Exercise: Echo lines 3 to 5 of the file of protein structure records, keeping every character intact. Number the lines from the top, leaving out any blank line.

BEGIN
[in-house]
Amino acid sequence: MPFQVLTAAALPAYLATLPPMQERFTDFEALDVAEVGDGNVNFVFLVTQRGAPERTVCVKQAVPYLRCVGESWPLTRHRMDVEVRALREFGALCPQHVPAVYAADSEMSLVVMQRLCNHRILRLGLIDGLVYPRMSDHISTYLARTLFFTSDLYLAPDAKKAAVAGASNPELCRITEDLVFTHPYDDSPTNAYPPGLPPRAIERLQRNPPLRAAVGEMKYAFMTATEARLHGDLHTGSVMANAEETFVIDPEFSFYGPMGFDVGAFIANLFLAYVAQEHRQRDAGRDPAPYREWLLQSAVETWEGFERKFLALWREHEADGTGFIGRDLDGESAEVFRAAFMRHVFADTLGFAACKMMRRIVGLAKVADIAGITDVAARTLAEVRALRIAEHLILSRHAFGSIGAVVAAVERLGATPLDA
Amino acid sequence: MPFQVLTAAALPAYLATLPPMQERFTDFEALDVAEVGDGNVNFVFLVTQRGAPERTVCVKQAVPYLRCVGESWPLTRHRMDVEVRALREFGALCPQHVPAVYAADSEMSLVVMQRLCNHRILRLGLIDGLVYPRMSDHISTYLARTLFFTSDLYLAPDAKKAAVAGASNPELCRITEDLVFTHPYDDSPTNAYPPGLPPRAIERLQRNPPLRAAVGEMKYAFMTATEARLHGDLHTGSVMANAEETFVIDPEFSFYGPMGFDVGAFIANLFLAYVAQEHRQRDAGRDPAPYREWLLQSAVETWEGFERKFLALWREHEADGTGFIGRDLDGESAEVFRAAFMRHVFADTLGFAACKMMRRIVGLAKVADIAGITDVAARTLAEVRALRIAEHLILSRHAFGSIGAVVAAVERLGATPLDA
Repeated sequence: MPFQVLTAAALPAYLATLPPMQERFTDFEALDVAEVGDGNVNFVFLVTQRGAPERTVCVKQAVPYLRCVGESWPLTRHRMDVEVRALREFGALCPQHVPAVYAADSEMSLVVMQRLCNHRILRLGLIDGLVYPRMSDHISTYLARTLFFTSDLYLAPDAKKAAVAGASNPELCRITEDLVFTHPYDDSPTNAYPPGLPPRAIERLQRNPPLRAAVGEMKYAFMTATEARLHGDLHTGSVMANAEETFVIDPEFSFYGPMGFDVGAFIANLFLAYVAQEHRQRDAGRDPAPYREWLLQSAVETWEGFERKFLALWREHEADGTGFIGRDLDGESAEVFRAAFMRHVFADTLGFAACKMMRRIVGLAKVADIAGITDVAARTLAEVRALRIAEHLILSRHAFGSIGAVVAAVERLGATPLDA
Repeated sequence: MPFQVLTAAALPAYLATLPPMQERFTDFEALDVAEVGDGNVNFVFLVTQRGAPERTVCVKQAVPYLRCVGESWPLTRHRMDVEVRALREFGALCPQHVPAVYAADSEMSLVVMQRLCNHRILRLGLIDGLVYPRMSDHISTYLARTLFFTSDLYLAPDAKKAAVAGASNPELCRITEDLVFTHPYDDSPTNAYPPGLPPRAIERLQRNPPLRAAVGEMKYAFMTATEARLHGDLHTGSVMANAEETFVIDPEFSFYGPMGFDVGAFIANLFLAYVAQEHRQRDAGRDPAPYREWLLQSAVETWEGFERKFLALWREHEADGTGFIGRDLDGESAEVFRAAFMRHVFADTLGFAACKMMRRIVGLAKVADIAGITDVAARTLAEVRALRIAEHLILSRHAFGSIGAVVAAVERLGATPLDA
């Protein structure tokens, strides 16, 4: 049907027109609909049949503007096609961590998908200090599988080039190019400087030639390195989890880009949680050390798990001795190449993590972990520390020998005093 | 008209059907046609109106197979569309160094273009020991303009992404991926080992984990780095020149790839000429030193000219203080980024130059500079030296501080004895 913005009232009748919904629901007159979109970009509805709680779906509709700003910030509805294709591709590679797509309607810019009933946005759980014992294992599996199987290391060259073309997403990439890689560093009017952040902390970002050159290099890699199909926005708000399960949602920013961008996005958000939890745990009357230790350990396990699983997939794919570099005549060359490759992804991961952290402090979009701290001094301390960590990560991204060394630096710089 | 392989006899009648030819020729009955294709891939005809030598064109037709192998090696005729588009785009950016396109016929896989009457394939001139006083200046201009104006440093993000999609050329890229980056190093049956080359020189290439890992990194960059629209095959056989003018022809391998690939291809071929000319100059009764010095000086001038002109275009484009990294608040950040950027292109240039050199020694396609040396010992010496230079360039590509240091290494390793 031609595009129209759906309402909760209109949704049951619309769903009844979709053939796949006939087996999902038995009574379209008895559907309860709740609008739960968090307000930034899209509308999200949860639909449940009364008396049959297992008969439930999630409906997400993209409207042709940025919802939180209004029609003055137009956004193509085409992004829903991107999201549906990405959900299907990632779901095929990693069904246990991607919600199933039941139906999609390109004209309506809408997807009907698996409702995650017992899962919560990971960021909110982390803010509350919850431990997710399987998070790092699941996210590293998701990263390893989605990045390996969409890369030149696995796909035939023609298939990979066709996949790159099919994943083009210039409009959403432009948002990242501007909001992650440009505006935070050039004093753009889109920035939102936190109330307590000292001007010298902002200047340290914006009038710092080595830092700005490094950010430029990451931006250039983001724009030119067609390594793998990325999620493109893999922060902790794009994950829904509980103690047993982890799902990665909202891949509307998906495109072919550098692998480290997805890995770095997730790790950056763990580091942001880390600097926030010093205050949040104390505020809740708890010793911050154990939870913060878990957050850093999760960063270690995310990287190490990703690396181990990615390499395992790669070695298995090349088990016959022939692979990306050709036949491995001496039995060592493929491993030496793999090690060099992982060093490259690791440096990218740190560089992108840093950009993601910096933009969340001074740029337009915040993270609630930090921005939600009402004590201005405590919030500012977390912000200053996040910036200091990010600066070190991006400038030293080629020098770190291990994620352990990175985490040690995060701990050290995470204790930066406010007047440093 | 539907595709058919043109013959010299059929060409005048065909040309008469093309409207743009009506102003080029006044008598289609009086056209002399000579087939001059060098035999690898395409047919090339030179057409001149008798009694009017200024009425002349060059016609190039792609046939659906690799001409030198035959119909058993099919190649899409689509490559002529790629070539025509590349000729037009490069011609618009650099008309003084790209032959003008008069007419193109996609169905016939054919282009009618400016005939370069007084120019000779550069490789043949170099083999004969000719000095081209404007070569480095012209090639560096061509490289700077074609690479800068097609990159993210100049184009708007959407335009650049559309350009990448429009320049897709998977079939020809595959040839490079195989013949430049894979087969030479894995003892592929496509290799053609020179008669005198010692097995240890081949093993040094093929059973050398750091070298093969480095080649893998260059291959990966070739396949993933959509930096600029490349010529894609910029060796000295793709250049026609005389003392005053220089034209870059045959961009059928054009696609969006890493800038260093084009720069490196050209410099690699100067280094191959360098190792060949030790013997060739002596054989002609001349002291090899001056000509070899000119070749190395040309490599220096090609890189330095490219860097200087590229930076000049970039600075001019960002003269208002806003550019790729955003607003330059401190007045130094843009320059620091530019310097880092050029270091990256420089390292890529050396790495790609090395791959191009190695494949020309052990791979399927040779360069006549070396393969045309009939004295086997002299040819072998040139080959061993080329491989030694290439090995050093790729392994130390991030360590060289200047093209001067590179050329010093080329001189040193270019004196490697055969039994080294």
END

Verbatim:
Amino acid sequence: MPFQVLTAAALPAYLATLPPMQERFTDFEALDVAEVGDGNVNFVFLVTQRGAPERTVCVKQAVPYLRCVGESWPLTRHRMDVEVRALREFGALCPQHVPAVYAADSEMSLVVMQRLCNHRILRLGLIDGLVYPRMSDHISTYLARTLFFTSDLYLAPDAKKAAVAGASNPELCRITEDLVFTHPYDDSPTNAYPPGLPPRAIERLQRNPPLRAAVGEMKYAFMTATEARLHGDLHTGSVMANAEETFVIDPEFSFYGPMGFDVGAFIANLFLAYVAQEHRQRDAGRDPAPYREWLLQSAVETWEGFERKFLALWREHEADGTGFIGRDLDGESAEVFRAAFMRHVFADTLGFAACKMMRRIVGLAKVADIAGITDVAARTLAEVRALRIAEHLILSRHAFGSIGAVVAAVERLGATPLDA
Repeated sequence: MPFQVLTAAALPAYLATLPPMQERFTDFEALDVAEVGDGNVNFVFLVTQRGAPERTVCVKQAVPYLRCVGESWPLTRHRMDVEVRALREFGALCPQHVPAVYAADSEMSLVVMQRLCNHRILRLGLIDGLVYPRMSDHISTYLARTLFFTSDLYLAPDAKKAAVAGASNPELCRITEDLVFTHPYDDSPTNAYPPGLPPRAIERLQRNPPLRAAVGEMKYAFMTATEARLHGDLHTGSVMANAEETFVIDPEFSFYGPMGFDVGAFIANLFLAYVAQEHRQRDAGRDPAPYREWLLQSAVETWEGFERKFLALWREHEADGTGFIGRDLDGESAEVFRAAFMRHVFADTLGFAACKMMRRIVGLAKVADIAGITDVAARTLAEVRALRIAEHLILSRHAFGSIGAVVAAVERLGATPLDA
Repeated sequence: MPFQVLTAAALPAYLATLPPMQERFTDFEALDVAEVGDGNVNFVFLVTQRGAPERTVCVKQAVPYLRCVGESWPLTRHRMDVEVRALREFGALCPQHVPAVYAADSEMSLVVMQRLCNHRILRLGLIDGLVYPRMSDHISTYLARTLFFTSDLYLAPDAKKAAVAGASNPELCRITEDLVFTHPYDDSPTNAYPPGLPPRAIERLQRNPPLRAAVGEMKYAFMTATEARLHGDLHTGSVMANAEETFVIDPEFSFYGPMGFDVGAFIANLFLAYVAQEHRQRDAGRDPAPYREWLLQSAVETWEGFERKFLALWREHEADGTGFIGRDLDGESAEVFRAAFMRHVFADTLGFAACKMMRRIVGLAKVADIAGITDVAARTLAEVRALRIAEHLILSRHAFGSIGAVVAAVERLGATPLDA